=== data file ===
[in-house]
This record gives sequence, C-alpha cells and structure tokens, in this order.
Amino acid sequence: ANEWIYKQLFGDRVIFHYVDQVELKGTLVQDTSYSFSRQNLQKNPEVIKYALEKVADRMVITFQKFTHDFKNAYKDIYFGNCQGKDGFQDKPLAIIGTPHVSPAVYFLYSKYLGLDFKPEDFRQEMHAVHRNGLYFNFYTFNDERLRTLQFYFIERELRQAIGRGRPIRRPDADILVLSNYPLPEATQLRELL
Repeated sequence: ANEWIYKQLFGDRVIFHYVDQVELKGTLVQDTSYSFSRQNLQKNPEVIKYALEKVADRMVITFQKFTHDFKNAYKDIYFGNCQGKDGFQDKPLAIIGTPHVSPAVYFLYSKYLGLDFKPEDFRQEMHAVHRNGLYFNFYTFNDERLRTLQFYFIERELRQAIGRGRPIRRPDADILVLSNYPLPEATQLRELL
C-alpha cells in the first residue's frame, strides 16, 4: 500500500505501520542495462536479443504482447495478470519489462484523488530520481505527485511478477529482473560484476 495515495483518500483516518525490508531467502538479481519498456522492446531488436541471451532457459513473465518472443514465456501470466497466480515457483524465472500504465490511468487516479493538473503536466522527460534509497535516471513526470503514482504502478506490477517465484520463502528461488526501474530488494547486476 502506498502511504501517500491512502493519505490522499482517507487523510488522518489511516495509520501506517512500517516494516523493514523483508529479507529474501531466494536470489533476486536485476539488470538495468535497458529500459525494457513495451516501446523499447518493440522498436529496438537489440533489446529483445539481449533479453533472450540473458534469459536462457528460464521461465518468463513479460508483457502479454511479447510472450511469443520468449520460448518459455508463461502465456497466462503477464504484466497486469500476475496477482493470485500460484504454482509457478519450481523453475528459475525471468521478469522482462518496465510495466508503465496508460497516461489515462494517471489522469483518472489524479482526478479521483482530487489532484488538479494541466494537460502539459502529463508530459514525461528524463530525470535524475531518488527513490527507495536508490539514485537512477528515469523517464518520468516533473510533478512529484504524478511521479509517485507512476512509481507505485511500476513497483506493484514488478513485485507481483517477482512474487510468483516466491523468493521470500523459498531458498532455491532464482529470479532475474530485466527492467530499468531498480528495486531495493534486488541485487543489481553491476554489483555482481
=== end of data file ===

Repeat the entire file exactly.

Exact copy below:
[in-house]
This record gives sequence, C-alpha cells and structure tokens, in this order.
Amino acid sequence: ANEWIYKQLFGDRVIFHYVDQVELKGTLVQDTSYSFSRQNLQKNPEVIKYALEKVADRMVITFQKFTHDFKNAYKDIYFGNCQGKDGFQDKPLAIIGTPHVSPAVYFLYSKYLGLDFKPEDFRQEMHAVHRNGLYFNFYTFNDERLRTLQFYFIERELRQAIGRGRPIRRPDADILVLSNYPLPEATQLRELL
Repeated sequence: ANEWIYKQLFGDRVIFHYVDQVELKGTLVQDTSYSFSRQNLQKNPEVIKYALEKVADRMVITFQKFTHDFKNAYKDIYFGNCQGKDGFQDKPLAIIGTPHVSPAVYFLYSKYLGLDFKPEDFRQEMHAVHRNGLYFNFYTFNDERLRTLQFYFIERELRQAIGRGRPIRRPDADILVLSNYPLPEATQLRELL
C-alpha cells in the first residue's frame, strides 16, 4: 500500500505501520542495462536479443504482447495478470519489462484523488530520481505527485511478477529482473560484476 495515495483518500483516518525490508531467502538479481519498456522492446531488436541471451532457459513473465518472443514465456501470466497466480515457483524465472500504465490511468487516479493538473503536466522527460534509497535516471513526470503514482504502478506490477517465484520463502528461488526501474530488494547486476 502506498502511504501517500491512502493519505490522499482517507487523510488522518489511516495509520501506517512500517516494516523493514523483508529479507529474501531466494536470489533476486536485476539488470538495468535497458529500459525494457513495451516501446523499447518493440522498436529496438537489440533489446529483445539481449533479453533472450540473458534469459536462457528460464521461465518468463513479460508483457502479454511479447510472450511469443520468449520460448518459455508463461502465456497466462503477464504484466497486469500476475496477482493470485500460484504454482509457478519450481523453475528459475525471468521478469522482462518496465510495466508503465496508460497516461489515462494517471489522469483518472489524479482526478479521483482530487489532484488538479494541466494537460502539459502529463508530459514525461528524463530525470535524475531518488527513490527507495536508490539514485537512477528515469523517464518520468516533473510533478512529484504524478511521479509517485507512476512509481507505485511500476513497483506493484514488478513485485507481483517477482512474487510468483516466491523468493521470500523459498531458498532455491532464482529470479532475474530485466527492467530499468531498480528495486531495493534486488541485487543489481553491476554489483555482481